Various Artists – Bleeps, Breaks & Bass (Musique Pour La Danse)


There’s often a transition moment between sounds and subcultures where sometimes something remarkable happens. Between acid house, rave and UK hardcore at the beginning of the 1990s there was a short period of ‘bleep techno’ – which most notably spawned Warp Records via LFO and Tricky Disco’s eponymous tracks, and Nightmares on Wax’s Aftermath. Two years later it was already a footnote, eclipsed by the sounds it bore. But the legacy has been long and every ten or so years it gets revisited – there’s something quite beguiling about bleep records that makes them resonate across generations. Perhaps it’s the minimalistic almost rudimentary construction of these tunes – a simple melody underpinned by a speaker destroying bass line – and the bottled up energy that they contain. Dance compilation label Rumour Records put out a series of four compilations at the height of the bleep era called Bleeps Bass & Breaks and the title of this compilation is also a homage to those.

Reordering those three words, this collection is spread over two double LPs or one CD, but strangely no digital release, and two vinyl only exclusives. It digs deep into the b-sides and harder to find material from that 89-91 period. Music writer Matt Anniss supplies the liner notes drawing on the wealth of knowledge he’s built up researching his must-read book on the era Join The Future. And, Trevor Jackson supplies the graphic design riffing off his work of the same era for Nettwerk’s classic Biorhythms compilations with a little bit of Sheffield’s The Designers Republic influence.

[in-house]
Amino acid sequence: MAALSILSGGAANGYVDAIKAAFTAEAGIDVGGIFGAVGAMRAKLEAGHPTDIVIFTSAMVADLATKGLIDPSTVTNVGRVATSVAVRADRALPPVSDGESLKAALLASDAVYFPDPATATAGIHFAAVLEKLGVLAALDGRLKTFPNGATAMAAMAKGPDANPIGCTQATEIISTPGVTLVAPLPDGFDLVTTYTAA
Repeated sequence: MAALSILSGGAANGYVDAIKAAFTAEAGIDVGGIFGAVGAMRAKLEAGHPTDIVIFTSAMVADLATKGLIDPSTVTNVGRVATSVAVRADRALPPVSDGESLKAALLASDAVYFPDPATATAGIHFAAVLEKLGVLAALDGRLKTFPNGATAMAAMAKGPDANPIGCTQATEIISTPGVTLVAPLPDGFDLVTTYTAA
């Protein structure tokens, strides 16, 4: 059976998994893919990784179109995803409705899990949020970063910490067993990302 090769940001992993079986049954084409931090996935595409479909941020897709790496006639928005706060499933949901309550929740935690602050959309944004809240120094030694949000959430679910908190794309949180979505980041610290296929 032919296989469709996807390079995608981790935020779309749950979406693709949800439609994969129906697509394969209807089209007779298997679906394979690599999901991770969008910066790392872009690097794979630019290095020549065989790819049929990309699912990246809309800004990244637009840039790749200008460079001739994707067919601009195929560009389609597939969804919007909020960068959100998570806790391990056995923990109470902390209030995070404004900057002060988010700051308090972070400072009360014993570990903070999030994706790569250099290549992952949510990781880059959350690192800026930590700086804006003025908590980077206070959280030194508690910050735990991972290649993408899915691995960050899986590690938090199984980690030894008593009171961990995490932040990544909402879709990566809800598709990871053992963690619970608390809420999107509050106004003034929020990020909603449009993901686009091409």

The track selection is top notch opening with The Scientist’s 1991 sample-filled Spiral Symphony before the b-side of Cisco Ferreira, Colin McBean and Keith Franklin (of Bang the Party)’s first 1990 release as KCC. Then it’s an early Reinforced track from Manix and Tek 9 in their first and only combo release as R.Solution. Geir Jenssen’s Biosphere represents the deep Norwegian bleep sound of his self-titled debut album with Baby Satellite. Then its across to Manchester for A Certain Ratio’s Spirit Dance – an almost balearic electro track -from their heavily Hacienda-referencing ACR:MCR album from 1990. Hypersonic’s Speak & Spell sampling Dance Tones ups the pace and the first double LP closes out with Heychild’s self titled obscurity from the second Bio Rhythms compilation. The second double LP is more breakbeat inflected opening with break-y techno from Terra Incognita and the dub of Boneshakers’ Don’t Go Away. Tek 9 returns with the early Space 91 a slice of proto-hardcore and some nice bleep-y tracks from Break The Limits, Three Suns, and Trak1 before the whole thing closes out with Tony Thorpe’s Moody Boyz deep remix of The KLF’s What Time Is Love.

Seb Chan


About Author

Seb Chan founded Cyclic Defrost Magazine in 1998 with Dale Harrison. He handed over the reins at the end of 2010 but still contributes the occasional article and review.